My younger sister, while an accomplished pianist and singer, was not especially blessed in the art of cookery. In fact, I’ll never forget her first attempt at baking. One day while our mom was at work, Sis thought she’d surprise everyone that evening with a freshly baked cake. The recipe Sis chose was from a community cookbook our mom had that was published in 1950 by an Amarillo radio station, and included a recipe for Aunt Mattie’s cornbread and Mom’s hot rolls (the joke was both recipes were submitted by my aunt, as my mom didn’t make rolls). Unfortunately many of the recipes were difficult to understand because of the publishers use of a dash rather than a forward slash when writing numerical fractions. So when Sis, a young girl in high school, got to the part calling for “1-2 dozen eggs, separated,” she read it as one to two dozen eggs and thus added about a dozen more egg whites than the recipe called for.
When mom arrived home, she smelled the cake just beginning to bake and quizzed Sis about what was cooking. Sis proudly announced she was making the family a cake for dinner.
Now the kitchen and den of our small house was separated only by a stovetop island that also contained a wall oven. So as mom sat in the den watching television she began hearing noises coming from the kitchen. Blub! Blub, blub! Gurgle, blub! Gurgle! When she investigated the origin or the noise, mom discovered the cake bubbling, blubbing and running over just as in one of those slapstick movie scenes. After cleaning up the mess, everyone including Sis got a good laugh out of the situation. However, that experience ended my sister’s culinary ventures for years afterwards.
Sis eventually met and married an Arkansas farm boy who, in addition to other fine qualities, was an extremely talented cook. And over the years under my brother-in-law Larry’s tutorage Sis began to hone her cooking skills. Then one summer day in 1978 at a family get-together, Sis presented her contribution to the meal–a scratch-made Hummingbird Cake, which until then no one had ever heard of. The cake was absolutely delicious, more than making up for what had become known as her Three Stooges cake.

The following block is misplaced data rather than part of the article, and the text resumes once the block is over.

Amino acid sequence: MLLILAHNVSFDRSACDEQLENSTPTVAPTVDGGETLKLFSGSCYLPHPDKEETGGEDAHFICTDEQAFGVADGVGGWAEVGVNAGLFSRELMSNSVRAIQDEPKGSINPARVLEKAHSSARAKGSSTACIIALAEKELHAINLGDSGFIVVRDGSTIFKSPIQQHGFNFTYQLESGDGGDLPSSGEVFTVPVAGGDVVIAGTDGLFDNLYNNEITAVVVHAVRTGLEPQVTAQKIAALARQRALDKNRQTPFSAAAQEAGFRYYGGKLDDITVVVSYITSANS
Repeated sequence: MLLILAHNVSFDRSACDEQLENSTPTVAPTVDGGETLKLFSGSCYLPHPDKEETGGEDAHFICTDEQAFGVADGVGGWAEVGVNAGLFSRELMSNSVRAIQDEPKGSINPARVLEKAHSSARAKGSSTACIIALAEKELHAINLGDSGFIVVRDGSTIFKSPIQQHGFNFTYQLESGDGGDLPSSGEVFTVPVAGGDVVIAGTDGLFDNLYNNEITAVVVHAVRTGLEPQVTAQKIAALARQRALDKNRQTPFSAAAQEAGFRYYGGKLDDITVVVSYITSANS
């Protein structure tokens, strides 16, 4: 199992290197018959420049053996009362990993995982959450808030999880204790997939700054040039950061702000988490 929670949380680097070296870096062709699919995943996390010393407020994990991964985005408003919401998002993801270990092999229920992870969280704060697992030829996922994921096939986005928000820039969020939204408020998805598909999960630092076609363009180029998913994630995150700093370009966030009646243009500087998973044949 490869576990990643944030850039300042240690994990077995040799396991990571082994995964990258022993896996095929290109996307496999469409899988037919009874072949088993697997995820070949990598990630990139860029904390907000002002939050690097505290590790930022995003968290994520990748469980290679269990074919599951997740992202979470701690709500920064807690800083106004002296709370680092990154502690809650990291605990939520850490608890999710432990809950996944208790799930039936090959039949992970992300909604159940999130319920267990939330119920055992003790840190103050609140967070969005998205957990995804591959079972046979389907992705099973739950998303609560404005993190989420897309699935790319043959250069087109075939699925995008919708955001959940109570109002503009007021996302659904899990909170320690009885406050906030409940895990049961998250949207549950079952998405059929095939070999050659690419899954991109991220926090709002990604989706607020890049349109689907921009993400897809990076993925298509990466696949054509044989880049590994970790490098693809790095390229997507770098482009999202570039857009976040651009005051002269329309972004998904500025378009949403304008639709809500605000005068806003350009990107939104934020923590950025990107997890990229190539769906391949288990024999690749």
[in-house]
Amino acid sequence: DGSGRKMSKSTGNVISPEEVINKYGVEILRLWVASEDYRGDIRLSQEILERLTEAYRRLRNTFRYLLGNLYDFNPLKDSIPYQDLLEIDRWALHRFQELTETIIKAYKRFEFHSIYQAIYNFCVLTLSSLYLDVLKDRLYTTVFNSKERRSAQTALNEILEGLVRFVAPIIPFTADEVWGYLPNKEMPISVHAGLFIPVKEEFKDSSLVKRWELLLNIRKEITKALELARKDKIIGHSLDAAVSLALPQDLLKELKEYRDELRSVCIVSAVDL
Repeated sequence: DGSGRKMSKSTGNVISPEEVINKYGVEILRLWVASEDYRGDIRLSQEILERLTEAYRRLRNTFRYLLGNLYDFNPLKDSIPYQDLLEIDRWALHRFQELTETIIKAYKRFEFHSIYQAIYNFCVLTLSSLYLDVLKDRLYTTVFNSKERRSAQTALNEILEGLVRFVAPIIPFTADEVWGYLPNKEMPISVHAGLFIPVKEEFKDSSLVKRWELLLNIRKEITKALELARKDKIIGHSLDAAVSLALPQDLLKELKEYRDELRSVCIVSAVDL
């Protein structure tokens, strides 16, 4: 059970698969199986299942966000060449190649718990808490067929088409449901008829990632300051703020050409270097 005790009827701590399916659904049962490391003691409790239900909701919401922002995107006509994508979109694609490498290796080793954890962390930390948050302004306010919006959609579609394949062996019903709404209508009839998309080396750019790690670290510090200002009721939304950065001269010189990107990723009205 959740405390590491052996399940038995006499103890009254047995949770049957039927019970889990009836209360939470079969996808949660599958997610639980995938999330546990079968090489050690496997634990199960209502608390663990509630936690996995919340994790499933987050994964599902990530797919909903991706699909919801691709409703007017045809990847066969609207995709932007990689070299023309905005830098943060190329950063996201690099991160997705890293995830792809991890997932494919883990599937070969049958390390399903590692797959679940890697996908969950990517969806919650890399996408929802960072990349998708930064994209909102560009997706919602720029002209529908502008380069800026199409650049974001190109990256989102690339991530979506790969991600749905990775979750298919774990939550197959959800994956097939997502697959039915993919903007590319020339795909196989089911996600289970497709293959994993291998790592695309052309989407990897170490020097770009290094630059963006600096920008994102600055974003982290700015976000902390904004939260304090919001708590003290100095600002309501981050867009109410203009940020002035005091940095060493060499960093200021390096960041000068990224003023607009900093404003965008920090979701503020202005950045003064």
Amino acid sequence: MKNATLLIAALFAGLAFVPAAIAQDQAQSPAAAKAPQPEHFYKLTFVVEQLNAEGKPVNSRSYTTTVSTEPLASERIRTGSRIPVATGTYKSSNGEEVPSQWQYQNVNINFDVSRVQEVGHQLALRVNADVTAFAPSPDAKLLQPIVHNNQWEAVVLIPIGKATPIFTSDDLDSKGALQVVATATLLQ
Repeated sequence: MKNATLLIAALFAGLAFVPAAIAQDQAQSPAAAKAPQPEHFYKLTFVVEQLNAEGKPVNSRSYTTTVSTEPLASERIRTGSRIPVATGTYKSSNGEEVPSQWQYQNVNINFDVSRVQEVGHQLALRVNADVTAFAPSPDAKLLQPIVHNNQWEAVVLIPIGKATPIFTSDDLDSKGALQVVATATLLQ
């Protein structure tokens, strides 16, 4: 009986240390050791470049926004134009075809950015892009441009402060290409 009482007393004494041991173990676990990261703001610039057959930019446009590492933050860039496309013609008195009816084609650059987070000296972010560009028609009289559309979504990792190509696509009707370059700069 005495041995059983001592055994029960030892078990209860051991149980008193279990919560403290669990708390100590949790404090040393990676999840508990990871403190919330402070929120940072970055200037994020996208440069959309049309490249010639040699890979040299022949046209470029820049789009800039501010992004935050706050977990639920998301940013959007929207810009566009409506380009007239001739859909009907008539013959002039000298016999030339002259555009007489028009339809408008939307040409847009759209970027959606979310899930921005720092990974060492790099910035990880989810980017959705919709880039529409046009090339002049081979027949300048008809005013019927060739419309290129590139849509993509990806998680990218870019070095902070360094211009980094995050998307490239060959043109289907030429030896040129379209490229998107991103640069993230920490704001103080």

The recipe for Hummingbird Cake was first published in the February 1978 issue of Southern Living magazine, submitted by Mrs. L. H. Wiggins of Greensboro, North Carolina. Following its printing, Mrs. Wiggins’ cake recipe won numerous awards and accolades including the Favorite Cake Award at the Kentucky State Fair in August of 1978, and Southern Living’s Favorite Recipe Award in 1990. In fact, the Hummingbird Cake recipe became the magazine’s most requested in its forty-eight year history.
There has never been an explanation for how this delicious banana layer cake with pineapple, pecans, and cream cheese frosting got its name, but perhaps it stems from a sugary richness reminiscent of the sweet nectar hummingbirds feed on. And it’s this richness that allows for small portions, making it perfect for parties, weddings, and other large gatherings. The Hummingbird Cake is also easy to make and stores extremely well.
Throughout the years, there have been a number of versions and variations of this popular cake–a light version, an organic version, recipes using walnuts instead of pecans, and the incorporation of other fruits. In fact, one poll taken several years after the recipe was first published not only resulted in more than seventy-five variations in ingredients and methods, but in its name as well: Never Ending Cake, Nothing Left Cake, Jamaican Cake, and Granny’s Best Cake.
But the name that fits this cake the best, the one that best describes its delicious goodness, the name that best tells what happens each and every time my sister brings this cake to a party or social get-together, the cake that turned her into the family’s favorite baker is . . . The Cake That Doesn’t Last.
NOTE: This story is lovingly dedicated to my sister – Happy Birthday, Sis!